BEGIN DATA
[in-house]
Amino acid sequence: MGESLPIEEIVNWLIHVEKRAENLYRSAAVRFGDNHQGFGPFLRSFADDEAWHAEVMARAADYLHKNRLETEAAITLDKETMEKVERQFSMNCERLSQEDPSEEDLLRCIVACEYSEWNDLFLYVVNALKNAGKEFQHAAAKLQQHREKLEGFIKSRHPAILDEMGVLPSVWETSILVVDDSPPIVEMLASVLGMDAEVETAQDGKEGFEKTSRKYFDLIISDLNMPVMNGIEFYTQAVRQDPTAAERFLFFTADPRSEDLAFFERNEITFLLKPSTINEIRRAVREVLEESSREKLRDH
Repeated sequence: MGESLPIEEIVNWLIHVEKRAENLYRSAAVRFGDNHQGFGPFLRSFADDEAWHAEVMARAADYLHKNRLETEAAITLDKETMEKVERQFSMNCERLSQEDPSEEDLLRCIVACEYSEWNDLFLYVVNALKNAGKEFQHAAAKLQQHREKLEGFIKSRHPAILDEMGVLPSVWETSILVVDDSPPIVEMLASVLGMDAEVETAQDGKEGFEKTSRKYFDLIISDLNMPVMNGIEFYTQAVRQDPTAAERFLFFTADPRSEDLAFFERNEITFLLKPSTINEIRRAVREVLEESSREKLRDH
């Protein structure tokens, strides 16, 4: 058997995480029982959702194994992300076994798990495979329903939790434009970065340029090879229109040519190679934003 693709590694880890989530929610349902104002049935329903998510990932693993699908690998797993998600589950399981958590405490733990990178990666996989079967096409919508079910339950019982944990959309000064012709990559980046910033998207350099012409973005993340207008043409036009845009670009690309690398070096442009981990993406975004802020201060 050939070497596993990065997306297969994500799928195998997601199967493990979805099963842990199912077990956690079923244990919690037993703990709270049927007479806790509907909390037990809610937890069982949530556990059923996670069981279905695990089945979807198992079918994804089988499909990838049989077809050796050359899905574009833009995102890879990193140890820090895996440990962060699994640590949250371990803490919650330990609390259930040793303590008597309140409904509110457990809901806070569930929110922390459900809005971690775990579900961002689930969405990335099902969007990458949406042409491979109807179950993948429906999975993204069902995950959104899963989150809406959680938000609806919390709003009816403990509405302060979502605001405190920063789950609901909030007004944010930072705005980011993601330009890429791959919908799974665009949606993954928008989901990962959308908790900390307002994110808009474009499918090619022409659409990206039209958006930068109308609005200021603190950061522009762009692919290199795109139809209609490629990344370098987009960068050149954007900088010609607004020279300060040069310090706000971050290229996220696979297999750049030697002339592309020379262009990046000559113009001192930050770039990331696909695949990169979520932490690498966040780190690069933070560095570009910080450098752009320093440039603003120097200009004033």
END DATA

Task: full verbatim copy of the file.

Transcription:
[in-house]
Amino acid sequence: MGESLPIEEIVNWLIHVEKRAENLYRSAAVRFGDNHQGFGPFLRSFADDEAWHAEVMARAADYLHKNRLETEAAITLDKETMEKVERQFSMNCERLSQEDPSEEDLLRCIVACEYSEWNDLFLYVVNALKNAGKEFQHAAAKLQQHREKLEGFIKSRHPAILDEMGVLPSVWETSILVVDDSPPIVEMLASVLGMDAEVETAQDGKEGFEKTSRKYFDLIISDLNMPVMNGIEFYTQAVRQDPTAAERFLFFTADPRSEDLAFFERNEITFLLKPSTINEIRRAVREVLEESSREKLRDH
Repeated sequence: MGESLPIEEIVNWLIHVEKRAENLYRSAAVRFGDNHQGFGPFLRSFADDEAWHAEVMARAADYLHKNRLETEAAITLDKETMEKVERQFSMNCERLSQEDPSEEDLLRCIVACEYSEWNDLFLYVVNALKNAGKEFQHAAAKLQQHREKLEGFIKSRHPAILDEMGVLPSVWETSILVVDDSPPIVEMLASVLGMDAEVETAQDGKEGFEKTSRKYFDLIISDLNMPVMNGIEFYTQAVRQDPTAAERFLFFTADPRSEDLAFFERNEITFLLKPSTINEIRRAVREVLEESSREKLRDH
């Protein structure tokens, strides 16, 4: 058997995480029982959702194994992300076994798990495979329903939790434009970065340029090879229109040519190679934003 693709590694880890989530929610349902104002049935329903998510990932693993699908690998797993998600589950399981958590405490733990990178990666996989079967096409919508079910339950019982944990959309000064012709990559980046910033998207350099012409973005993340207008043409036009845009670009690309690398070096442009981990993406975004802020201060 050939070497596993990065997306297969994500799928195998997601199967493990979805099963842990199912077990956690079923244990919690037993703990709270049927007479806790509907909390037990809610937890069982949530556990059923996670069981279905695990089945979807198992079918994804089988499909990838049989077809050796050359899905574009833009995102890879990193140890820090895996440990962060699994640590949250371990803490919650330990609390259930040793303590008597309140409904509110457990809901806070569930929110922390459900809005971690775990579900961002689930969405990335099902969007990458949406042409491979109807179950993948429906999975993204069902995950959104899963989150809406959680938000609806919390709003009816403990509405302060979502605001405190920063789950609901909030007004944010930072705005980011993601330009890429791959919908799974665009949606993954928008989901990962959308908790900390307002994110808009474009499918090619022409659409990206039209958006930068109308609005200021603190950061522009762009692919290199795109139809209609490629990344370098987009960068050149954007900088010609607004020279300060040069310090706000971050290229996220696979297999750049030697002339592309020379262009990046000559113009001192930050770039990331696909695949990169979520932490690498966040780190690069933070560095570009910080450098752009320093440039603003120097200009004033």